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A great find at the Eventide Owners Group website

Here’s a link I’ve been looking forward to putting up about another Maurice Griffiths favourite, Idle Duck, which by chance spent much of the summer sitting on a barge bottom a few feet from our own little boat.

When she arrived we experienced one of those amazing coincidences that sometimes arise, for it turned out that one of the crew was a musician and boating pal of ours. Anyway, through him we met Bob Telford, Idle Duck’s new owner.

The pictures tell the first part of the story, from when Bob found her through to her arrival at Alan Staley’s yard at Faversham for restoration and refitting work. Idle Duck, I should explain, is an astonishing boat, big and comfortable in every way, as the shots at the EOG site clearly show. She’s a 34ft long Bermudian cutter rigged cruising yacht, with a long keel and centreboard.

For the pictures of Idle Duck’s rescue:
http://www.eventides.org.uk/builders.htm

Pilot gig building video

Many of the pilot gigs being raced around the shores of the UK are the work of Ralph Bird. In this very nice BBC RealPlayer video, he talks about the gigs, his life as a gig builder and his plans for a busy retirement. Thanks go to Chris Rogers for letting me know about this one.
http://www.bbc.co.uk/cornwall/videonation/gig_builder.shtml

For more on the Cornish Pilot Gig Association:
http://www.cpga.co.uk/index.html

The Wikipedia on pilot gigs:
http://en.wikipedia.org/wiki/Cornish_pilot_gig

Can you help save a gracious old lady?

Rania was built in 1937 by the Rampart Boat Building works in Southampton. Just before delivery in 1939, however, she was requisitioned by the Royal Navy and took part in the evacuation of Dunkirk in 1940, when many small British craft sailed across the Channel to rescue the British Expeditionary Force – and army of 400,000 or so.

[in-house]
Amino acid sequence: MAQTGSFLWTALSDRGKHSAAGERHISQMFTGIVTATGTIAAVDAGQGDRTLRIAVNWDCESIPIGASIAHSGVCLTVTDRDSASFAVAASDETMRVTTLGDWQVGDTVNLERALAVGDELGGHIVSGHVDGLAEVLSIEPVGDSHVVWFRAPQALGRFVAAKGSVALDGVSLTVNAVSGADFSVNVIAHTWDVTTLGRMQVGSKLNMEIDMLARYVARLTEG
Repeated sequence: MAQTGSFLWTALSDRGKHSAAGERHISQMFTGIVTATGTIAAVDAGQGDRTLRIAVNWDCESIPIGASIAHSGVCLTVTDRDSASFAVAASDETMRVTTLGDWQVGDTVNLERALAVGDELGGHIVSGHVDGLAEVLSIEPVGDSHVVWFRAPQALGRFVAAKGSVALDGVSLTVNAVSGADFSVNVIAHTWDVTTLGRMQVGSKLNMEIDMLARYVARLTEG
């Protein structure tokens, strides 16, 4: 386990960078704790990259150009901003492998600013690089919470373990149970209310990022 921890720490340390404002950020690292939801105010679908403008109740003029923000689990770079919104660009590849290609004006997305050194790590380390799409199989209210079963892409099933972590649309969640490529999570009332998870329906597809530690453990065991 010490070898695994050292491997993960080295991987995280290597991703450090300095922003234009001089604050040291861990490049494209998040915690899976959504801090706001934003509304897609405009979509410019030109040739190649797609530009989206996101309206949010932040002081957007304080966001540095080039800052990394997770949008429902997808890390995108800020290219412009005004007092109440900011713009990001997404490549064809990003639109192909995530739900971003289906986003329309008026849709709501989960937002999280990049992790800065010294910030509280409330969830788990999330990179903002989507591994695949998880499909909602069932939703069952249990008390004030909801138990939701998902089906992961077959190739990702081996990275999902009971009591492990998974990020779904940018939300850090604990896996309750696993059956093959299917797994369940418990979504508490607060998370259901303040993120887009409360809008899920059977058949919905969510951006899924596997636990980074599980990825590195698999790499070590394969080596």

This astonishing exercise took place in perfect millpond conditions (see the images of this event at the Rania site, and see Wikipedia for more on the fighting and evacuation). She continued to serve in the ‘Mosquito navy’ for the duration of the war.

She is now in real need of help. Rania has been dismantled and is in urgent need of repair; she has been saved by the Dunkirk Little Ship Restoration Trust but unfortunately the funds are not available – nevertheless her supporters wish to restore her to her original condition and return her to Dunkirk in 2010 to celebrate the 70th anniversary of the Dunkirk evacuations.

For more on Rania, and some very evocative music:
http://www.rania.co.uk

Rania in her heyday

Old boats, traditional boats, boat building, restoration, the sea and the North Kent Coast – Gavin Atkin's weblog